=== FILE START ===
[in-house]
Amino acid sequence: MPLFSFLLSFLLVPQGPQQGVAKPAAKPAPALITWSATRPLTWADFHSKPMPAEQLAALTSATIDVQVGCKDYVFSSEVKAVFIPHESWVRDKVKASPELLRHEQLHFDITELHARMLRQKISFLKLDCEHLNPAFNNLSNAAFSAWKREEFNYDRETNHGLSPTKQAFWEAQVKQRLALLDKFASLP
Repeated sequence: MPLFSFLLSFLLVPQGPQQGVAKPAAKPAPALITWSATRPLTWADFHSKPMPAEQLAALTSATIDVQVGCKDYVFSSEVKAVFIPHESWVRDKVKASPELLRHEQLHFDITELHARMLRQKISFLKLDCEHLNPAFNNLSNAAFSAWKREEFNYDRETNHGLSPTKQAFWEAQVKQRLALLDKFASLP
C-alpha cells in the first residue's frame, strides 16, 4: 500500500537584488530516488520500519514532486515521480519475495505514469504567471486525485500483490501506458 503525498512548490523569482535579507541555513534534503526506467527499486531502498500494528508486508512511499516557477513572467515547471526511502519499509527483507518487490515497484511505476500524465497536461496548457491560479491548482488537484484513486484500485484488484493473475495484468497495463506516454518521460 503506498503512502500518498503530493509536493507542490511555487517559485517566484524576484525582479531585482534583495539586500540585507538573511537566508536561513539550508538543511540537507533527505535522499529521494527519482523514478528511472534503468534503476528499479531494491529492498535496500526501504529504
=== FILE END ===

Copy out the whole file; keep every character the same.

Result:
[in-house]
Amino acid sequence: MPLFSFLLSFLLVPQGPQQGVAKPAAKPAPALITWSATRPLTWADFHSKPMPAEQLAALTSATIDVQVGCKDYVFSSEVKAVFIPHESWVRDKVKASPELLRHEQLHFDITELHARMLRQKISFLKLDCEHLNPAFNNLSNAAFSAWKREEFNYDRETNHGLSPTKQAFWEAQVKQRLALLDKFASLP
Repeated sequence: MPLFSFLLSFLLVPQGPQQGVAKPAAKPAPALITWSATRPLTWADFHSKPMPAEQLAALTSATIDVQVGCKDYVFSSEVKAVFIPHESWVRDKVKASPELLRHEQLHFDITELHARMLRQKISFLKLDCEHLNPAFNNLSNAAFSAWKREEFNYDRETNHGLSPTKQAFWEAQVKQRLALLDKFASLP
C-alpha cells in the first residue's frame, strides 16, 4: 500500500537584488530516488520500519514532486515521480519475495505514469504567471486525485500483490501506458 503525498512548490523569482535579507541555513534534503526506467527499486531502498500494528508486508512511499516557477513572467515547471526511502519499509527483507518487490515497484511505476500524465497536461496548457491560479491548482488537484484513486484500485484488484493473475495484468497495463506516454518521460 503506498503512502500518498503530493509536493507542490511555487517559485517566484524576484525582479531585482534583495539586500540585507538573511537566508536561513539550508538543511540537507533527505535522499529521494527519482523514478528511472534503468534503476528499479531494491529492498535496500526501504529504